Ex Parte CrossleyAnnotate this Case
586 S.W.2d 545 (1979)
Ex parte Bobby CROSSLEY
Court of Criminal Appeals of Texas, En Banc.
September 19, 1979.
*546 Robert Huttash, State's Atty., Austin, for the State.
Before the Court en banc.OPINION
The applicant claims that he is being denied credit to which he is entitled for time spent in jail. The facts are not disputed. In 1975 the applicant was granted felony probation. In December of 1976 the State filed a motion to revoke the probation; the applicant was arrested and released on his personal bond. On March 28, 1977, the applicant was arrested on a burglary indictment, which alleged an offense different from the one on which the motion to revoke was based. Unable to make bond on the burglary charge, the applicant remained in jail until September 12, 1977, when his probation was revoked for the violation that had been alleged in 1976. The sentence begins on September 12, 1977. The burglary indictment was dismissed several weeks later, "as [it was] taken into consideration at the Revocation of Probation hearing."
The applicant claims that he is entitled to credit for time spent in jail from March 28 to September 12, 1977; that is, from his arrest on the burglary indictment until his probation in another cause was revoked for a different violation. The question is whether this time was spent "in the cause" in which the applicant was sentenced, for Article 42.03, V.A.C.C.P., provides:"Sec. 2. In all criminal cases the judge of the court in which the defendant was convicted shall give the defendant credit on his sentence for the time that the defendant has spent in jail in said cause, from the time of his arrest and confinement until his sentence by the trial court." [Emphasis supplied.]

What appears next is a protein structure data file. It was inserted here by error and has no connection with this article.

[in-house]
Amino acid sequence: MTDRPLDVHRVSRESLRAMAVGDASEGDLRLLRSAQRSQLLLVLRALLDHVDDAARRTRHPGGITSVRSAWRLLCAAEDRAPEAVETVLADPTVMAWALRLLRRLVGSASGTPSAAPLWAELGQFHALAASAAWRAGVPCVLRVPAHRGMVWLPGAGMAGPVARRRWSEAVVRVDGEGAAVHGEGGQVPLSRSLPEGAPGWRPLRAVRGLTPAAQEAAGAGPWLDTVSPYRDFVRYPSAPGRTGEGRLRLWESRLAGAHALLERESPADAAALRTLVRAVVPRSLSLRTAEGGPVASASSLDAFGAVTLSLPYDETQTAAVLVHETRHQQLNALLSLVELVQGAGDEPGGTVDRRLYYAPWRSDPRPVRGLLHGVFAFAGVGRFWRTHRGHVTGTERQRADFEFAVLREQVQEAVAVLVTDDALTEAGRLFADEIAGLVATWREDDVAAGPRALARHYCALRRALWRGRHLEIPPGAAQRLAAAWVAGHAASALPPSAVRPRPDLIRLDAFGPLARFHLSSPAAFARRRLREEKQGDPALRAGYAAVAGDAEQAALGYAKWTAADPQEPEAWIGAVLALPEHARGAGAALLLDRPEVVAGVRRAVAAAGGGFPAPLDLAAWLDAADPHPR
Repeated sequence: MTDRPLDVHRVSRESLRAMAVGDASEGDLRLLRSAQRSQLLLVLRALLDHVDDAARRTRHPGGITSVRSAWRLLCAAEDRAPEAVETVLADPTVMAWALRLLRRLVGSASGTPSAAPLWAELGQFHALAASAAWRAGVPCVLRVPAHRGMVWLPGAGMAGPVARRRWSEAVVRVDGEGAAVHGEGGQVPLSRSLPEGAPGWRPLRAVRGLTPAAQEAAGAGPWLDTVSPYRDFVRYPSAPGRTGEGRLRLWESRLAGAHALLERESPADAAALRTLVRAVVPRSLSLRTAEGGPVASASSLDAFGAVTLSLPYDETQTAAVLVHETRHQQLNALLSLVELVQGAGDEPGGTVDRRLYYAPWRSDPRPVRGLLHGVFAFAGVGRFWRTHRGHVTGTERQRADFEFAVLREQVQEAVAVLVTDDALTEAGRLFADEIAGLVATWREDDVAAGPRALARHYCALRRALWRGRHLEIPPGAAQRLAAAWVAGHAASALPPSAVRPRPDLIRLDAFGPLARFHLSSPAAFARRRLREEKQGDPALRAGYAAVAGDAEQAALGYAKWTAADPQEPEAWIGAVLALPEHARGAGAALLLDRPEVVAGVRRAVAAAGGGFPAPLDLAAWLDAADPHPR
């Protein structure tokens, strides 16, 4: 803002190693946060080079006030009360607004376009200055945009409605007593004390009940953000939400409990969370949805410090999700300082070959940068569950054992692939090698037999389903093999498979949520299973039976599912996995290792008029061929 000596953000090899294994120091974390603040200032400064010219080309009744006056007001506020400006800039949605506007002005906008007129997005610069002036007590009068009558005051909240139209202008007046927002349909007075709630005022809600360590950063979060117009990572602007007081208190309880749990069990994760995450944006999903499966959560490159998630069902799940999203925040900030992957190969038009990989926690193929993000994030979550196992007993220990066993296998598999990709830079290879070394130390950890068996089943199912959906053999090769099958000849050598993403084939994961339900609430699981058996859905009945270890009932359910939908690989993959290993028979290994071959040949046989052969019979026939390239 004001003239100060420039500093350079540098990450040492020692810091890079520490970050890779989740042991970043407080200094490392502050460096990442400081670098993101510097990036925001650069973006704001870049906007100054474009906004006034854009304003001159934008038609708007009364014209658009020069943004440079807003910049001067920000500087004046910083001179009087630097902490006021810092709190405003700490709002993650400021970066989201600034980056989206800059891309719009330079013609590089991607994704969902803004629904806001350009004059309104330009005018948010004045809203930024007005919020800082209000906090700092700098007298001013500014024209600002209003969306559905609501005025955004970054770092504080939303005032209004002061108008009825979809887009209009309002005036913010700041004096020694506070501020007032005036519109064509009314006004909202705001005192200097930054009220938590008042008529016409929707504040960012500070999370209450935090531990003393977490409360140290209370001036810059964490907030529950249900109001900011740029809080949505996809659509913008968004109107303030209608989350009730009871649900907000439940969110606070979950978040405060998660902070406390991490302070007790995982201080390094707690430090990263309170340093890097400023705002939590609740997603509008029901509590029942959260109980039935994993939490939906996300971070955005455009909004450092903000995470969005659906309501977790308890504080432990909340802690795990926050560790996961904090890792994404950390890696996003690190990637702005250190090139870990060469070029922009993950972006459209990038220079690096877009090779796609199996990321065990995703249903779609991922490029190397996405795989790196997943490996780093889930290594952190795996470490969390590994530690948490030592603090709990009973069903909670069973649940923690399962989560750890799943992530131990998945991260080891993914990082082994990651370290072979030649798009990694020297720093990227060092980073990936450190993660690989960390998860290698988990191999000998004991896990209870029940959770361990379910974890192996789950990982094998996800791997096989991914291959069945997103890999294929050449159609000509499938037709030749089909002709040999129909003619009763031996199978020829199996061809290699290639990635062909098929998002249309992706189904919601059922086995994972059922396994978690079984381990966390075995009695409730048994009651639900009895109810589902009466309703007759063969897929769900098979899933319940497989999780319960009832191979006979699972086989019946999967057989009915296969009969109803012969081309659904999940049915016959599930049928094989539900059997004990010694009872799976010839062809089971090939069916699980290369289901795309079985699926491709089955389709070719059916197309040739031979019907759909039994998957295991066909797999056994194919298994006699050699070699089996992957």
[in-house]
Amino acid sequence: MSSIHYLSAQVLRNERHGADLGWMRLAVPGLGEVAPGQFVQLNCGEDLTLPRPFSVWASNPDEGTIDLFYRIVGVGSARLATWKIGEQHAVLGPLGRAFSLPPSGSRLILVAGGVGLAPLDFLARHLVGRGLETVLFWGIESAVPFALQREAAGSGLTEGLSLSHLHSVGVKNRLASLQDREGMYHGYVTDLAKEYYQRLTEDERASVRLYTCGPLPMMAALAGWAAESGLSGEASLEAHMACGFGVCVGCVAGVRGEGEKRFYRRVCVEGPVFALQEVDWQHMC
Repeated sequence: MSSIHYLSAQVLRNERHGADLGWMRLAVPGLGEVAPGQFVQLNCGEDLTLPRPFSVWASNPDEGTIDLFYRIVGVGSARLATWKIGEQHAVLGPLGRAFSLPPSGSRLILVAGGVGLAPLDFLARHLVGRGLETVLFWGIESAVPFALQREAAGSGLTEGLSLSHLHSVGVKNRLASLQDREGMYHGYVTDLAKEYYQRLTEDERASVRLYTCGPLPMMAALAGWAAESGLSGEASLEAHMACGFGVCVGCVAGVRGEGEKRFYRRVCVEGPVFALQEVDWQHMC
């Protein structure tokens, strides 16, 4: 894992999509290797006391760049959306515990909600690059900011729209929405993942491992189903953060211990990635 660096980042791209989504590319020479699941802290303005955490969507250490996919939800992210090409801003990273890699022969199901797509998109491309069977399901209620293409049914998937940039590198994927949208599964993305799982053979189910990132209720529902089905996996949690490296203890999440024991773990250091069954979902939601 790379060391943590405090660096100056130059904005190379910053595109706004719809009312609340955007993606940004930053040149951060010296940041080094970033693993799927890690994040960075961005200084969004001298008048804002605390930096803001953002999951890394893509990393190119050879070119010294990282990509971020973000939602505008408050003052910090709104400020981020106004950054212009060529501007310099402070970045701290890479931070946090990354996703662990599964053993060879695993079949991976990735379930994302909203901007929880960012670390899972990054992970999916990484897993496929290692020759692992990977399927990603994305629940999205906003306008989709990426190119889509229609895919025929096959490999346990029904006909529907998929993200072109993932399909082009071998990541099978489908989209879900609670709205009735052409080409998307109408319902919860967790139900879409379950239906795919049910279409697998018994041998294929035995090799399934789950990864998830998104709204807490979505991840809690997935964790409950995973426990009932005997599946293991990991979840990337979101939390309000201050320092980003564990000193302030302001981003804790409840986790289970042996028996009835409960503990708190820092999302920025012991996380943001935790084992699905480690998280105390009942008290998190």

On the face of it, the applicant was not confined in the same cause for which he was sentenced. His argument is based on Ex parte Spates, 521 S.W.2d 265 (Tex.Cr. App.1975), which he says "requires that a defendant must receive credit for time spent in jail on a charge that impedes his release." The argument misstates the law. The principle established by Spates and its predecessor, Ex parte Alvarez, 519 S.W.2d 440 (Tex.Cr.App.1975), is that jail credit must be awarded in each cause that was an independent and sufficient cause of detention. The appellant had been admitted to personal bond on the motion to revoke months before he was indicted for an unrelated burglary. There is no showing that the bond was revoked. Presumably, if the burglary indictment had been dismissed or the appellant acquitted, the personal bond would have been still in effect and the applicant would have been released on it. There is nothing to show that the motion to revoke "would ... have prevented petitioner's lawful release from custody by the ... custodian upon an acquittal in the [burglary] case." Ex parte Alvarez, 519 S.W.2d 440, 443 (Tex.Cr.App.1975).
The applicant argues that his "jail record" must have shown that the motion to revoke was pending (along with charges for burglary, forgery, possession of marijuana, and driving without a license), and this must have influenced the amount of bail set on the burglary indictment. Assuming that these arguments were based on facts shown in the record (which they are not), they still would not constitute an independent and sufficient cause of detention.
The relief requested is denied.